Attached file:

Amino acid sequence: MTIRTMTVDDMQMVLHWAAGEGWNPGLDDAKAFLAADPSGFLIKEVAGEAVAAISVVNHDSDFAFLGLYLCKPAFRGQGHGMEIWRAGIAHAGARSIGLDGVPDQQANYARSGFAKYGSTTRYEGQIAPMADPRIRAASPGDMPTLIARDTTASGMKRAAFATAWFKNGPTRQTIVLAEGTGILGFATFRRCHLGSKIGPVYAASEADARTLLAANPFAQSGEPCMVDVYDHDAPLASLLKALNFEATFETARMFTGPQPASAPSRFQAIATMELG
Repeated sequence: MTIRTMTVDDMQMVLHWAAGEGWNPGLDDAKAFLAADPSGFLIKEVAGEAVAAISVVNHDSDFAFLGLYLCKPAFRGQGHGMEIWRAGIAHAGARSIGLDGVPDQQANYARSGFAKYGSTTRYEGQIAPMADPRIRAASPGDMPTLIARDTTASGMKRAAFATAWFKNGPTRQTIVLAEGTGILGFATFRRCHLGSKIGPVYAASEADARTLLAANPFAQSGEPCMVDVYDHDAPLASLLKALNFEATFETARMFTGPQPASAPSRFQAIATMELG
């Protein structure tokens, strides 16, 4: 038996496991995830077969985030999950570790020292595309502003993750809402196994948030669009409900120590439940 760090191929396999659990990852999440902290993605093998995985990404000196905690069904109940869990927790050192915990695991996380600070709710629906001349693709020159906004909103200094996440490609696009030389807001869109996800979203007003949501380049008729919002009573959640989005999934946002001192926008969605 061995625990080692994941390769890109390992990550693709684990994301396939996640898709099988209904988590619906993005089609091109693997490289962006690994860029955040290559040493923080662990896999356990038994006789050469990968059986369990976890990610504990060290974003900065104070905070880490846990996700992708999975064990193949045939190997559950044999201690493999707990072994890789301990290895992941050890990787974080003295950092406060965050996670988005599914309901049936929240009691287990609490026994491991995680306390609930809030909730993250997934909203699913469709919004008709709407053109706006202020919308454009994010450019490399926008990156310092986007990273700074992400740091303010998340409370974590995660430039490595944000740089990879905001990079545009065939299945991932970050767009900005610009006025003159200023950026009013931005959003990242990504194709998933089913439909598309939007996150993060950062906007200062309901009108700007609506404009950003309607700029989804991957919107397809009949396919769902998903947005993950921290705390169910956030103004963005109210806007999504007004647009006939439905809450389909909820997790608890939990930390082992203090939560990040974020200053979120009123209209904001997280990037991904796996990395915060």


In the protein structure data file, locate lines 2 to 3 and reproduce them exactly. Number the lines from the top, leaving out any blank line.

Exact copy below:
Repeated sequence: MTIRTMTVDDMQMVLHWAAGEGWNPGLDDAKAFLAADPSGFLIKEVAGEAVAAISVVNHDSDFAFLGLYLCKPAFRGQGHGMEIWRAGIAHAGARSIGLDGVPDQQANYARSGFAKYGSTTRYEGQIAPMADPRIRAASPGDMPTLIARDTTASGMKRAAFATAWFKNGPTRQTIVLAEGTGILGFATFRRCHLGSKIGPVYAASEADARTLLAANPFAQSGEPCMVDVYDHDAPLASLLKALNFEATFETARMFTGPQPASAPSRFQAIATMELG
């Protein structure tokens, strides 16, 4: 038996496991995830077969985030999950570790020292595309502003993750809402196994948030669009409900120590439940 760090191929396999659990990852999440902290993605093998995985990404000196905690069904109940869990927790050192915990695991996380600070709710629906001349693709020159906004909103200094996440490609696009030389807001869109996800979203007003949501380049008729919002009573959640989005999934946002001192926008969605 061995625990080692994941390769890109390992990550693709684990994301396939996640898709099988209904988590619906993005089609091109693997490289962006690994860029955040290559040493923080662990896999356990038994006789050469990968059986369990976890990610504990060290974003900065104070905070880490846990996700992708999975064990193949045939190997559950044999201690493999707990072994890789301990290895992941050890990787974080003295950092406060965050996670988005599914309901049936929240009691287990609490026994491991995680306390609930809030909730993250997934909203699913469709919004008709709407053109706006202020919308454009994010450019490399926008990156310092986007990273700074992400740091303010998340409370974590995660430039490595944000740089990879905001990079545009065939299945991932970050767009900005610009006025003159200023950026009013931005959003990242990504194709998933089913439909598309939007996150993060950062906007200062309901009108700007609506404009950003309607700029989804991957919107397809009949396919769902998903947005993950921290705390169910956030103004963005109210806007999504007004647009006939439905809450389909909820997790608890939990930390082992203090939560990040974020200053979120009123209209904001997280990037991904796996990395915060």